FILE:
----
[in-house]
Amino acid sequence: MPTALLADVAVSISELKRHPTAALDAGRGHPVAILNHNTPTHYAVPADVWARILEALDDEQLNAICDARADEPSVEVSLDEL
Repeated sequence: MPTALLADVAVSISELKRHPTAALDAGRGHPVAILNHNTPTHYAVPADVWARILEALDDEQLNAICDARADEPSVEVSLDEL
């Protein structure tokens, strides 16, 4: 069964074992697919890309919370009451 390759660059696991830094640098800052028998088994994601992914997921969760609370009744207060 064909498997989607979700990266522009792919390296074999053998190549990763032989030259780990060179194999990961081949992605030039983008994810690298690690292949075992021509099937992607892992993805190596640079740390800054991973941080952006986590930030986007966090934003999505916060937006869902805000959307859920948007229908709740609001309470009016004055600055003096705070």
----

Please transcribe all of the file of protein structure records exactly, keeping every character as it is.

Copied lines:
[in-house]
Amino acid sequence: MPTALLADVAVSISELKRHPTAALDAGRGHPVAILNHNTPTHYAVPADVWARILEALDDEQLNAICDARADEPSVEVSLDEL
Repeated sequence: MPTALLADVAVSISELKRHPTAALDAGRGHPVAILNHNTPTHYAVPADVWARILEALDDEQLNAICDARADEPSVEVSLDEL
């Protein structure tokens, strides 16, 4: 069964074992697919890309919370009451 390759660059696991830094640098800052028998088994994601992914997921969760609370009744207060 064909498997989607979700990266522009792919390296074999053998190549990763032989030259780990060179194999990961081949992605030039983008994810690298690690292949075992021509099937992607892992993805190596640079740390800054991973941080952006986590930030986007966090934003999505916060937006869902805000959307859920948007229908709740609001309470009016004055600055003096705070």